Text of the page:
Tucked alongside the rumbling I-95 highway overpass that spans the Norwalk River in Connecticut, about an hour’s drive from Manhattan, is a small office building in the distinctive shape of an octagram.
Inside, you’ll find the usual hodgepodge of homegrown businesses: a marine-parts supplier, a local newspaper, a U-Haul rental facility, and so on. But up on the third floor, in suite 3G, one of China’s financial heavyweights has quietly teamed up with a star Wall Street bond trader to make big bets in the U.S. Treasury market.
The outfit goes by the somewhat unwieldy name of CCSZF Management. The firm is backed by a Citic Group unit, which supplied the seed money, while Industrial & Commercial Bank of China Ltd. was brought in to provide financing in return for a cut of the profits. The key man behind it all is Stephen Siu, who spent two decades helping to pioneer arbitrage strategies for Treasuries on the proprietary trading desk at Greenwich Capital Markets, which later became part of Royal Bank of Scotland Group Plc. Former colleagues describe Siu as one of the savviest traders around, with a keen eye for exploiting minuscule price gaps between the bond and futures markets.
“He is the real deal,” said David Ader, who worked with Siu at Greenwich in the mid-2000s and has been the top-ranked U.S. rates strategist in Institutional Investor’s annual survey for 11 straight years.
The new firm’s modest digs might not look like much to the tony hedge-fund set in Greenwich or Westport. But in some ways, the story of Siu and his Chinese financiers speaks to how post-crisis regulations designed to limit risk-taking have fundamentally altered the landscape in the $13.5 trillion market for Treasuries to an extent that few could have anticipated. What’s more, it reflects yet another way that China’s financial clout is making itself apparent in the most important debt market in the world.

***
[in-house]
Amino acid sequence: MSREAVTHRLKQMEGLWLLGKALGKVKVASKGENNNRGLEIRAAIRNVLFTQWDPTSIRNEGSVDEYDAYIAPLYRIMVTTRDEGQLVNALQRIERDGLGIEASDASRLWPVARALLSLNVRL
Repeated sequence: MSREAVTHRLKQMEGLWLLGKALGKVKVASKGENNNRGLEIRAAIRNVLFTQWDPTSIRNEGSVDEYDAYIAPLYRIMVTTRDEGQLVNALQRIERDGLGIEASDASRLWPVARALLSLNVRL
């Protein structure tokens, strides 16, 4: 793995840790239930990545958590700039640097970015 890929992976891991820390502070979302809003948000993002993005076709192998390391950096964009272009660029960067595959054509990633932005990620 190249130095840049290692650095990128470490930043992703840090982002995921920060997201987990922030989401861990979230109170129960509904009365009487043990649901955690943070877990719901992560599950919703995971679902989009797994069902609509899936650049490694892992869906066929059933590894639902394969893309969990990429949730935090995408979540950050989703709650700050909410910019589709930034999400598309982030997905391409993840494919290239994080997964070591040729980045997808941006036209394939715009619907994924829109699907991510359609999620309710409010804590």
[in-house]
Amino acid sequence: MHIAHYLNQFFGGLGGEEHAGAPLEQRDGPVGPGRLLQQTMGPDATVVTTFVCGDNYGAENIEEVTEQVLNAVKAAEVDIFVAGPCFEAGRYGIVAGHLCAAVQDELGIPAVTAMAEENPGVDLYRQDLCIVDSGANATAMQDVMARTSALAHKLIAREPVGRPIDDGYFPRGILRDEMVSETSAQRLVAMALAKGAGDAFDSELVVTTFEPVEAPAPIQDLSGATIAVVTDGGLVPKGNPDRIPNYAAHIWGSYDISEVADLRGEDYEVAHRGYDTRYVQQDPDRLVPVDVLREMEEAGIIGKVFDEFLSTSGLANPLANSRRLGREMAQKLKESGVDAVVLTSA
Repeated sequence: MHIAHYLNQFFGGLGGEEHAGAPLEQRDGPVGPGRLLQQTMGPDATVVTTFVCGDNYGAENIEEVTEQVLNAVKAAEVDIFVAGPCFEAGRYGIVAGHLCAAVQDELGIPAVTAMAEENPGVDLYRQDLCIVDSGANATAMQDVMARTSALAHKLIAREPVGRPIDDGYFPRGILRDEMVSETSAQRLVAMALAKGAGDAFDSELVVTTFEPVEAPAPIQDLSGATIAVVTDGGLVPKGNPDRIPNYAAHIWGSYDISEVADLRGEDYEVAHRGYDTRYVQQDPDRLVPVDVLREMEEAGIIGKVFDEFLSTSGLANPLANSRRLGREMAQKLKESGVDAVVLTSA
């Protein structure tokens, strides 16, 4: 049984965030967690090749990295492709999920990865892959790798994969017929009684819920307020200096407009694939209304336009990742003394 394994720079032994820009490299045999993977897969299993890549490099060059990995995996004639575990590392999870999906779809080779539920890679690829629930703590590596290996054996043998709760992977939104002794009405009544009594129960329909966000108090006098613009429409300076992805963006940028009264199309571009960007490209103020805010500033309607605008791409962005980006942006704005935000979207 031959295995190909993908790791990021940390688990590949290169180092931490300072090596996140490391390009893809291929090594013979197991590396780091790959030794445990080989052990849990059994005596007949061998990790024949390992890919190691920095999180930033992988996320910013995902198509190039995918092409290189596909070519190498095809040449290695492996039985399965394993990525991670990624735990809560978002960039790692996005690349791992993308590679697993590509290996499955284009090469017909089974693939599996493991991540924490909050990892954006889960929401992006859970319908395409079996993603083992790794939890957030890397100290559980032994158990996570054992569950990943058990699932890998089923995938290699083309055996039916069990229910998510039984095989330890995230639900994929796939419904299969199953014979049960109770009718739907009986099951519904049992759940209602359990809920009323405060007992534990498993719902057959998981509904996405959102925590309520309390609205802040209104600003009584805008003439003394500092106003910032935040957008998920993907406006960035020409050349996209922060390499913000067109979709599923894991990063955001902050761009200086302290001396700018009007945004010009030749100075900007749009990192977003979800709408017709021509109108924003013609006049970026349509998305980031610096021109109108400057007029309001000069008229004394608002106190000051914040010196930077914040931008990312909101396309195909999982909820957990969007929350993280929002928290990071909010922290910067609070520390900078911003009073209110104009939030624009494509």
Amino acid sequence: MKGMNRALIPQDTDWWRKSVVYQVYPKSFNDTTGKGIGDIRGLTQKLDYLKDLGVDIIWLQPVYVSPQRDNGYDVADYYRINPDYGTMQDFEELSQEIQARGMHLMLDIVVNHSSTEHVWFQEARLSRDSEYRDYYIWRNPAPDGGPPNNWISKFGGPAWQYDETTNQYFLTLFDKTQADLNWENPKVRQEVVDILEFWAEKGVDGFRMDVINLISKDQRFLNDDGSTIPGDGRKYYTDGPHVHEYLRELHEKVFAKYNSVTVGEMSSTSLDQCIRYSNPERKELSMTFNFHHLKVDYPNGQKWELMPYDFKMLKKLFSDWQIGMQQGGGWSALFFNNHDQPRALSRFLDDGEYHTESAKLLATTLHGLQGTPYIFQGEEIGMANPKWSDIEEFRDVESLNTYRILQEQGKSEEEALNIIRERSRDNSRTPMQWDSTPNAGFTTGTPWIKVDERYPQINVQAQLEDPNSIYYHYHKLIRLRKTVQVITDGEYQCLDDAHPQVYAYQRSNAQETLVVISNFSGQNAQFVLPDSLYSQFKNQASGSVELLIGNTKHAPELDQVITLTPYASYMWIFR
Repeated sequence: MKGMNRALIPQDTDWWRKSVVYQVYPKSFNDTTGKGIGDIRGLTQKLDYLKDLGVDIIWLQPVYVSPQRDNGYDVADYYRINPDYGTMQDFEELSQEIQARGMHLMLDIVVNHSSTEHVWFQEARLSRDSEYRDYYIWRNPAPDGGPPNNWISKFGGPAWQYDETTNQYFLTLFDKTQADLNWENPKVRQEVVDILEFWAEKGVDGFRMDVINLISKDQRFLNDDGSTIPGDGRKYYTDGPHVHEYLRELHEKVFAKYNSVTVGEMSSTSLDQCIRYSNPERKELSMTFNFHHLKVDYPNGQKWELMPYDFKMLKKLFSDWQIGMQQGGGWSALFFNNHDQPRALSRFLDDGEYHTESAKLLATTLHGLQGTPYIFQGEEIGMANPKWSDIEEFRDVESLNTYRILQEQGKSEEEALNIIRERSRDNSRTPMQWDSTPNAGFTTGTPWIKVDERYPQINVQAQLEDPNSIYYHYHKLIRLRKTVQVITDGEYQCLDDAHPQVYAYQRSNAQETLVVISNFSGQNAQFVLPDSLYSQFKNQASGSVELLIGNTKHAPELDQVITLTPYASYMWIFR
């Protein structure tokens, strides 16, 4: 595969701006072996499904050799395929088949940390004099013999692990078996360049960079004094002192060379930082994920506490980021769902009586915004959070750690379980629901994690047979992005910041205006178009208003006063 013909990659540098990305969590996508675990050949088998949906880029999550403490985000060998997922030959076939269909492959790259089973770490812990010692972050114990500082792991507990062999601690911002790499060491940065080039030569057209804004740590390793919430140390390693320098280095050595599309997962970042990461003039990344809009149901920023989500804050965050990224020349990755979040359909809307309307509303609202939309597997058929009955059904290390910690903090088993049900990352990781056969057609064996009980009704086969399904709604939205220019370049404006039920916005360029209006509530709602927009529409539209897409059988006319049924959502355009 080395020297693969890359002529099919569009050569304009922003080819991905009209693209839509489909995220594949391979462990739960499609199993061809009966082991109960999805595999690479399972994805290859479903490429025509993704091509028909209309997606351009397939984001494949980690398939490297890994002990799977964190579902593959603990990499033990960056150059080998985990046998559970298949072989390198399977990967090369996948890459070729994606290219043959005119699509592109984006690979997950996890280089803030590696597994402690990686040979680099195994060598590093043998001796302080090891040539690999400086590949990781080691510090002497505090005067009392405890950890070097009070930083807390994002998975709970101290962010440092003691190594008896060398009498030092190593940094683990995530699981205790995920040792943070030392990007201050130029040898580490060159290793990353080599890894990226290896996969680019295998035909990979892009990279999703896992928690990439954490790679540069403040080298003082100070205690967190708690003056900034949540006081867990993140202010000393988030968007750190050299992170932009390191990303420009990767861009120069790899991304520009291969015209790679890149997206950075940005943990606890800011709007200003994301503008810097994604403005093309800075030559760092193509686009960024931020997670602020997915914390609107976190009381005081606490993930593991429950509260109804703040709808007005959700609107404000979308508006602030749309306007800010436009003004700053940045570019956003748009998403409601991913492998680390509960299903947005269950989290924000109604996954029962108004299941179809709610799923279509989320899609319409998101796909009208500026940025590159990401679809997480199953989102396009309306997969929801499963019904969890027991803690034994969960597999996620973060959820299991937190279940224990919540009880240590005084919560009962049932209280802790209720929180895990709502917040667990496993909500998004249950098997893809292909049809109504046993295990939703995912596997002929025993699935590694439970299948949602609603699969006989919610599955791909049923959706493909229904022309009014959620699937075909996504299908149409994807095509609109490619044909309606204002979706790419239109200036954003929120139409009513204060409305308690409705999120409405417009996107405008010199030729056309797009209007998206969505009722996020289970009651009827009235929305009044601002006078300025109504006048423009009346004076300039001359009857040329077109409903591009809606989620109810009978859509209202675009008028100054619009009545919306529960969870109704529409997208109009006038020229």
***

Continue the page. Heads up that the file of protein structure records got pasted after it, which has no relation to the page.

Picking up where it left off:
CCSZF’s business model underscores two particular changes, which have created greater arbitrage opportunities in Treasuries, while at the same time limiting the number of traders who can pursue them. The first is the rise of futures trading as bouts of bond-market illiquidity increase. The second has to do with access to financing and the fact that fewer banks are providing it.
For a QuickTake explainer on leverage and capital requirements, click here.
CCSZF combines the name of Citic Capital, an asset manager for one of China’s largest state investment companies, with the last names of its three main partners -- Siu, Jim Zhao and Christian Fox -- all Greenwich alums who also own minority stakes in the firm.
Siu’s connection to Citic Capital, which provided $45 million of CCSZF’s $50 million in capital, is through Chief Executive Officer Yichen Zhang. Both went to MIT before joining Greenwich Capital in 1987. And after a brief stint at Brevan Howard Asset Management, Siu ran a firm called Westport Trading Partners.